“It’s very exciting because we like to think this is our turn to do something really big, especially because the returning players – a lot of us are seniors,” Lorusso said. “Last year, we figured we had another year, so we didn’t stress over the close losses and mistakes. But this year is the year. We have to get it done.”
Lorusso, a standout in volleyball and a Robert Morris commit for softball, stands only 5-10 and compliments her post game with a scoring touch that had colleges recruiting her to play guard at the next level.
“You will come to find out that (Olivia) is probably as good of a female athlete that you are going to see throughout the area,” Zebrasky said.
Thirty of the last 40 WPIAL finalists in Class AAAA have come from Section 4, including last year’s champion, Bethel Park. The BlackHawks defeated Chartiers Valley, another Section 4 team, in that championship game. While Bethel Park does return senior point guard Harper Zimmer, they lost arguably the class’s top offensive threat when Megan Marecic tore her ACL during the summer. Baldwin has been named the favorite, while Mt. Lebanon returns 6-1 senior forward Christine Ehland and senior guard Madeleine Collins.
“We just need to minimize some of our turnovers and capitalize on some of the turnovers we do create,” Zebrasky said. “It’s tough. It’s not easy in that section. That’s the best section in the state. It’s one of those things where if you can get into the playoffs, you’ve got a chance, especially this year because it doesn’t look like there’s that big kingpin.”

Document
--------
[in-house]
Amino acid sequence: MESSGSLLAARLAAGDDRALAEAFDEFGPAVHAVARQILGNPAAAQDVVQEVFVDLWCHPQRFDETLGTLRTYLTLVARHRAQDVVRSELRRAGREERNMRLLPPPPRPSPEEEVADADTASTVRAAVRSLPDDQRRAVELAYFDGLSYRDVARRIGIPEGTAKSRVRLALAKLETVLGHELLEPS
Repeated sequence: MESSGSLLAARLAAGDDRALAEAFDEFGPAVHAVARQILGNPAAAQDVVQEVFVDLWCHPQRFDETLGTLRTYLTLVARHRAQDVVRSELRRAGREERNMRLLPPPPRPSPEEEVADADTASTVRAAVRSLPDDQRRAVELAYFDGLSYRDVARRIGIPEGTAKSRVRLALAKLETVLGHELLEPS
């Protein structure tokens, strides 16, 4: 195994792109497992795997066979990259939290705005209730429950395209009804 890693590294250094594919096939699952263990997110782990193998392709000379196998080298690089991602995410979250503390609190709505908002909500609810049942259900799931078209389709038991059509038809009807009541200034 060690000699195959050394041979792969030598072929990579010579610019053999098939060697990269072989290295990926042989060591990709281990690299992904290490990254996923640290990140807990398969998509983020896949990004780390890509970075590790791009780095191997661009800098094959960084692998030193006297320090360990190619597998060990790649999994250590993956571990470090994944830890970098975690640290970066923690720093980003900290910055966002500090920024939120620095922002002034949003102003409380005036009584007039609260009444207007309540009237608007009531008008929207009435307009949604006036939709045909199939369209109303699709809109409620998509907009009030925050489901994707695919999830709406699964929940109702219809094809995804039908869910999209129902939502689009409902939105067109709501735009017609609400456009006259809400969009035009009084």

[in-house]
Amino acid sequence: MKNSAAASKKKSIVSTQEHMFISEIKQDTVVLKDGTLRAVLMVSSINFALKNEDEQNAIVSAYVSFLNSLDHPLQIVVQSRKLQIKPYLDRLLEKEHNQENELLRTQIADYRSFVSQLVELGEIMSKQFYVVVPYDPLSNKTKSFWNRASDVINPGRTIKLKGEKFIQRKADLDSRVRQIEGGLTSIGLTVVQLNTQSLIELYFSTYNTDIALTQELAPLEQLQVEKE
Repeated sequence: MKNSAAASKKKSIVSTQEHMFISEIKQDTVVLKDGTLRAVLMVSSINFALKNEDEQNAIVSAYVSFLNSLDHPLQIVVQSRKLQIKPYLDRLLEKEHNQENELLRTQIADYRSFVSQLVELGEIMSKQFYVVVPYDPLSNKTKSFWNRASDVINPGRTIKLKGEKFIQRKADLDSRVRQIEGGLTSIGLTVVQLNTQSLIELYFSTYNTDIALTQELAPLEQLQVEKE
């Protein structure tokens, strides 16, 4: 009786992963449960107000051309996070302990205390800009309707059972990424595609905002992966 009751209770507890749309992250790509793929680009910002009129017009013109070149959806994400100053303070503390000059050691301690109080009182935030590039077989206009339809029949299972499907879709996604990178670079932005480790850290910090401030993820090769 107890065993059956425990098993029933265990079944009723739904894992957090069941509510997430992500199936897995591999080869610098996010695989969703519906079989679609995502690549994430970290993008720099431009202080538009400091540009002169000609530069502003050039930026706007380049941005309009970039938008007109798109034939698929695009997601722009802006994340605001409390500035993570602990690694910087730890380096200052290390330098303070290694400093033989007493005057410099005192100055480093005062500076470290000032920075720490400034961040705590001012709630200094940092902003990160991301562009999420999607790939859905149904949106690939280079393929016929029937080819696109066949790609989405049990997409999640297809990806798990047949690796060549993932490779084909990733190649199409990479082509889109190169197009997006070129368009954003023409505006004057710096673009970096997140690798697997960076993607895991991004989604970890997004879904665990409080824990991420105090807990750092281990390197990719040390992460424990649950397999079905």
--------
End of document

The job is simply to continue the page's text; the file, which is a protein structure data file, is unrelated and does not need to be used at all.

The Big Macs possess a strong backcourt led by guard Brittany Hutchinson, who averaged 11.5 points per game, and added an influx of new players. Two of Lorusso’s teammates on the Big Macs’ state champion softball team will join Zebrasky’s squad this season: Abby McCartney, a Robert Morris commit with Lorusso, and Linda Rush, who hit the game-winning home run in the state final.
With a group of new talent joining a strong senior class, Lorusso and her teammates are focused on putting Canon-McMillan’s program on the map in Class AAAA.